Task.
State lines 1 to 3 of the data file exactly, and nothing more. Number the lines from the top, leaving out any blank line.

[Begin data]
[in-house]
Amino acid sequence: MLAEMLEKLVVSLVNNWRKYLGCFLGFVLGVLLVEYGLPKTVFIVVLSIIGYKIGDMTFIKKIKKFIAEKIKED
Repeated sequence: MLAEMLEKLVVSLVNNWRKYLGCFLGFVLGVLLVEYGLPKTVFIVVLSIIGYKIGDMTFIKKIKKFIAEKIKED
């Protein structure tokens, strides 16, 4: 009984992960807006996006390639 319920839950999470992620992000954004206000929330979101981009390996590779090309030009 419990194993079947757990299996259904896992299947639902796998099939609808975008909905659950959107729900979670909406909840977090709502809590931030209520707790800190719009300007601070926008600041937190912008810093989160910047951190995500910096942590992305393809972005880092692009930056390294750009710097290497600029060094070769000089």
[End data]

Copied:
[in-house]
Amino acid sequence: MLAEMLEKLVVSLVNNWRKYLGCFLGFVLGVLLVEYGLPKTVFIVVLSIIGYKIGDMTFIKKIKKFIAEKIKED
Repeated sequence: MLAEMLEKLVVSLVNNWRKYLGCFLGFVLGVLLVEYGLPKTVFIVVLSIIGYKIGDMTFIKKIKKFIAEKIKED